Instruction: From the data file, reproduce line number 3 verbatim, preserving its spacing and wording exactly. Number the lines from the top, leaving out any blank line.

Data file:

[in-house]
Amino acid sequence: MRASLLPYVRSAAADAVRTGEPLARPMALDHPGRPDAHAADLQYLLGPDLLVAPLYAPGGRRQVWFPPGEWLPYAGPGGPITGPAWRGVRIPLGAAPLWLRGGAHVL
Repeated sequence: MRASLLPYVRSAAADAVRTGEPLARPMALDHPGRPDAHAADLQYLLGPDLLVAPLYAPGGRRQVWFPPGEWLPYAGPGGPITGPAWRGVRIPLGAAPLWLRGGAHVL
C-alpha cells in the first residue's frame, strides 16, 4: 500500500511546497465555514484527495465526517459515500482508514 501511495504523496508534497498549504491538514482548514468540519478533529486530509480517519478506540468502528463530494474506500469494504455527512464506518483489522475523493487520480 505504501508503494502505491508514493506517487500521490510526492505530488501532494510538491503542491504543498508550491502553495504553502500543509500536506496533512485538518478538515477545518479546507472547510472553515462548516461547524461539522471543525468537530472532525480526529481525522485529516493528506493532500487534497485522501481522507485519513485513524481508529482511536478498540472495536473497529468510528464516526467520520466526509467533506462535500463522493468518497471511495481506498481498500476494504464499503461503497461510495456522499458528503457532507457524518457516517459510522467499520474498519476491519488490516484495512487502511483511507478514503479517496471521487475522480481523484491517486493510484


Repeated sequence: MRASLLPYVRSAAADAVRTGEPLARPMALDHPGRPDAHAADLQYLLGPDLLVAPLYAPGGRRQVWFPPGEWLPYAGPGGPITGPAWRGVRIPLGAAPLWLRGGAHVL